Sunday, January 30, 2011

Get Your Motor Running

Sometimes my mind goes quiet for a stretch and I don't have a need to connect in verbal ways. I mentioned this last week, and yet it struck again. It is not to be construed that I am out of ideas or projects or general joy with life. Actually, just the opposite. I am lately in the "Artist Zone". I am full of the doing. I am absorbed by the doing and don't need to justify, clarify, or quantify. Every day seems to just flow lately. The To Do Lists aren't being written, because there is basically just one DO--create something.

Actually many somethings call me daily, but I let them whine and scratch at the door to my attention. I'll open it when I'm good and ready for you! Today is blog day, yesterday was watercolor journaling day. Each session belongs to itself and no other. Each has all of me. So even with the enticement to "do it all", I am gradually coming into a place of focus and concentration.

The one area that still vexes me and gives me that twinge of guilt is the online connection. As I mentioned last week, I am taking two different classes in two different disciplines with at least 150 other creative souls. If you participate in these forums, you know how demanding of your time and attention they become. You are torn between wanting to know these people who stories are so like yours they could be you, or so different and mysterious, they fascinate with rock star aura. Here is the opportunity to make worthwhile and even lasting connections and yet the time spent talking, knowing and commenting often saps the quiet and the space required to create and learn. So I say here today, if you are one of these new friends, and I've not been duly attentive, it isn't for lack of wanting to, it's to be able to keep up with you!

The Strathmore Recycled Journal Pages lesson has come to a completion and I am thrilled with how much I learned in just these three drawings (in four incarnations).  They have given me a leg up on the use of many materials and techniques and an excuse to just run wild. No pressure, no purpose and yet, a lot of joy and good result.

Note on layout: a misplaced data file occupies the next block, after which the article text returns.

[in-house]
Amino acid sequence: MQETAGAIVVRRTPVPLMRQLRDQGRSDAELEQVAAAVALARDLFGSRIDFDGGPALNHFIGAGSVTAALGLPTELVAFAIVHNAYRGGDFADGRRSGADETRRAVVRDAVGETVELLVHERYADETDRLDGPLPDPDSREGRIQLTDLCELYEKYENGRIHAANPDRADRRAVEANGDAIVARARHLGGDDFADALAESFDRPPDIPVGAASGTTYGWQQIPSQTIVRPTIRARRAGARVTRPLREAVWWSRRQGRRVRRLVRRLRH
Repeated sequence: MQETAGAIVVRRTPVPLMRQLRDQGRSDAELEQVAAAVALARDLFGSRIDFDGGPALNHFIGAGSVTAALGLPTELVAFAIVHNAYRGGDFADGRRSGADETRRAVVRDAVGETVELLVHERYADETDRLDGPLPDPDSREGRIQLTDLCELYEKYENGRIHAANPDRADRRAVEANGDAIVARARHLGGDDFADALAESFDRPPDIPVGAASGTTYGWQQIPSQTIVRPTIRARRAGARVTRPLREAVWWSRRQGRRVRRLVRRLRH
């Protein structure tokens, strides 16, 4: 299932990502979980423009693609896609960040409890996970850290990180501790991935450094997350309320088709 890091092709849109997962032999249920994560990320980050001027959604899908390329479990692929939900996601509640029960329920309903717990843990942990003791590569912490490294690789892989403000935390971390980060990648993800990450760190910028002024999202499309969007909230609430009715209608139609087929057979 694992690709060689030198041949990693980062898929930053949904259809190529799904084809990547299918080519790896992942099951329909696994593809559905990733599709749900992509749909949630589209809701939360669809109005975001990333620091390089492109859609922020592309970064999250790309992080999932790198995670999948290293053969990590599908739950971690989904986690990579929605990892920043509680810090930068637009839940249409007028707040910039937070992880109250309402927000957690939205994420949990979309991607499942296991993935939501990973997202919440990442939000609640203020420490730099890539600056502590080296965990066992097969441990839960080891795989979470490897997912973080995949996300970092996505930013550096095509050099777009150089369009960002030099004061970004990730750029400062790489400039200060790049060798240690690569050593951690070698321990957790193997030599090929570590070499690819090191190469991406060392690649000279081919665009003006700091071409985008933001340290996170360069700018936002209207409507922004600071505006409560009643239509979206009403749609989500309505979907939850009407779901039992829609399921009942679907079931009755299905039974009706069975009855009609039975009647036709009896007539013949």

(You'll get the most out of seeing these if you click to enlarge, or better yet view them on my flikr page where they can be framed in quiet black.)

Where Did Pinky Go?
The addition of a whole lot of doodling with markers, white and gold ink completes the craziness.

Fifi and Cow
Same materials and techniques, more subtly done. Really pleased with the outcome.

Deconstructed Hippo
My total favorite of the recycled pages, complex and very satisfying.

My class in Contemporary Woven Boro has produced two new starts. Unlike the drawing activities, most of these cloth designs have no endgame at this point. They are pure experimentation. Some will be embroidered, embellished, quilted, and used. Some will be considered "sketches" and put aside. Either way, they will mostly not be completed within the time frame of this class, so that I can concentrate on getting the most learning rather than the most product.

Initial layout designed in an online program by Jude Hill. After being woven, the fabric strips representing the earth began to grow a tree. That's how things work in this class. That's why you need time to consider and let the cloth tell you what it wants to do or be.

Experimenting with weaving parts of one t-shirt into another, seeing how knits react to the process.

The place I achieve both learning and product is the class designed to teach me how to get started with visual journaling of my daily life, specifically in small sketch and watercolor vignettes. My skill with both has progressed tremendously since I began the first lesson in session one last October, with three pieces of fruit set in a simple single line frame, with no particular journaling or story.

Week one assignment: keys

Lately I'm all about the storytelling